Saturday, July 20, 2024

Eucharistic Revival Series: Finding Jesus in the Tabernacle

The parish I attended as a child was St. Anthony of Padua in Butler, New Jersey. The Franciscans of the Holy Name Province served the parish, along with several of their retired friars. On the same block, close to the heart of this little borough, were the rectory, the parish church, the friary of the retired priests and brothers, the parish school and the parish center. My entire parish life was within this block.

Between the sidewalk and the parking lot that stood in front of the “new” school and the former was a granite wall about three feet high, to protect the children from traffic on the street. As a middle-schooler, I realized that it was also a wonderful place to hide from the constant protective eyes of the teachers and playground volunteers.

When I discovered this, my friends and I would slink against the wall up to the church, which was always open for anyone who wanted to pray. During recess, the four of us would pray the Stations or a Rosary or just sit quietly in front of the Blessed Sacrament. We would always time it just right, so that we could sneak back down the block before recess was over. I never knew if any of the Sisters or lay staff knew what the four of us did. The priests who served the parish found us in the church several times recess, but never said anything to anyone – at least that’s what I think! My friends and I did this on and off for two years without ever once getting caught. This is where I fell in love with sitting in front of the tabernacle.

This story reminds me of one of the four remaining Sacramental Mysteries as described by Father Frederick Faber in his book, The Blessed Sacrament.1 The remaining mysteries are below in bold face; the explanations are mine.

Tabernacle – The tabernacle is the reserved place where the Eucharist is kept. It is the place in which the Body and Blood, Soul and Divinity of our Lord Jesus Christ is “housed” for the faithful to come and visit. There is a story I heard some time ago that described a developmentally challenged individual who visited the Blessed Sacrament at his parish church every single day as he delivered the morning newspaper. He would open the church door and call out, “Hey Jesus, this is Jimmy! Have a great day!” This young man understood that Jesus Christ is physically present to our lives and our time. Upon entering a church, do we truly own that we are in the true presence of God? If not, then I encourage you to own this reality on a deeper level.

Exposition – When two individuals are deeply in love, they will gaze at each other in silence. Even though words are not spoken, volumes are said between the two. The same happens when we gaze lovingly at Christ in the Blessed Sacrament. We adore Him and He lovingly gazes at us! During these moments, our heart and soul beats with the “heart and soul” of Christ. Spending more time with Him in front of the Blessed Sacrament transforms us little by little into a deeper likeness of Christ.

Viaticum – The Catechism of the Catholic Church explains viaticum in such a clear way.  “… [T]he Church offers those who are about to leave this life the Eucharist as viaticum. Communion in the body and blood of Christ received at this moment of ‘passing over’ to the Father, has a particular significance and importance. It is the seed of eternal life and the power of the resurrection, according to the words of the Lord: ‘He who eats my flesh and drinks my blood has eternal life, and I will raise him up on the last day.’ (John 6:54) The sacrament of Christ once dead and now risen, the Eucharist is here the sacrament of passing over from death to life, from this world to the Father.” (CCC 1524)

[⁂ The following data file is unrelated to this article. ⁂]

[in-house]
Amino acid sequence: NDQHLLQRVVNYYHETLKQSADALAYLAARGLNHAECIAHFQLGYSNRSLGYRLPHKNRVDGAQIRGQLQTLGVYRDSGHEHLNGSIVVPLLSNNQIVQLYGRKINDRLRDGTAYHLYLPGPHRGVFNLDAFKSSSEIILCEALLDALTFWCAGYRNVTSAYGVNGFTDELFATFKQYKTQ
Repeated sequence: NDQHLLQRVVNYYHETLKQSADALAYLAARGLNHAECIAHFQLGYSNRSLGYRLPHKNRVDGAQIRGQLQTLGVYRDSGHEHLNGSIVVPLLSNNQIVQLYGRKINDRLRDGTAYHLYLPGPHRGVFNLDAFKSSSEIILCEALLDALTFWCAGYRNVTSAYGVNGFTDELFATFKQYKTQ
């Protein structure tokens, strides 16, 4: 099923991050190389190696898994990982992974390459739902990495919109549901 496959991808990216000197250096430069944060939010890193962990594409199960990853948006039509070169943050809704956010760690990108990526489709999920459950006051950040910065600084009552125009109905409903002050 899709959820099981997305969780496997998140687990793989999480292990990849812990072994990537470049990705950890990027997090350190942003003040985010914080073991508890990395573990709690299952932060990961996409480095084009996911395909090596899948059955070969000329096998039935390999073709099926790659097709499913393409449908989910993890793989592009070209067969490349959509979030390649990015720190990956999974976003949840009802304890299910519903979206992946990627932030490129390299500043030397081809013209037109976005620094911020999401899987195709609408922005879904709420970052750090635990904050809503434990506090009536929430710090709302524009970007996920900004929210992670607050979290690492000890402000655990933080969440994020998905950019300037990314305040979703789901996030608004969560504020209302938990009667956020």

There is a second part of the story I shared earlier about Jimmy. At the moment of Jimmy’s death, it was reported that as he received Viaticum a voice said, “Hey Jimmy, this is Jesus! Come be with me in heaven.” What an amazing promise of viaticum!

Procession – “Procession is the function of faith, which burns in our hearts and beams in our faces and makes our voices tremulous with emotion,” Father Faber writes. “… It is a function of hope, for we bear with us our heaven which is on earth already, our reward who has put Himself into our hands as it were in pledge, and so we make the powers of hell to tremble while we tell them by shout and song how sure we are of heaven, and the adorable Sacrament meanwhile flashing radiance unbearable into the terrified intelligences of our unseen foes. It is a function of love, for it is the timid, happy, heartfelt, venturous use of our right to be familiar with Him.”2

Think of the moments of our procession as moments in which we walk side by side with our God. Jesus enters our world so that we might experience Him now as well as in heaven.

The Blessed Sacrament reserved in our tabernacles in our churches is a haven where we meet God face to face. This is why, as a child, I flocked to church. This is why we as Catholics genuflect when we enter our churches. I truly wonder why so many doubt the Real Presence of the Eucharist!

1Faber, Frederick William, D. D. The Blessed Sacrament. New Edition, The Peter Reilly Co., 1958. Pg. 435-440.

2Ibid, pg. 438.

By Sister Geralyn Schmidt, SCC, Special to The Witness

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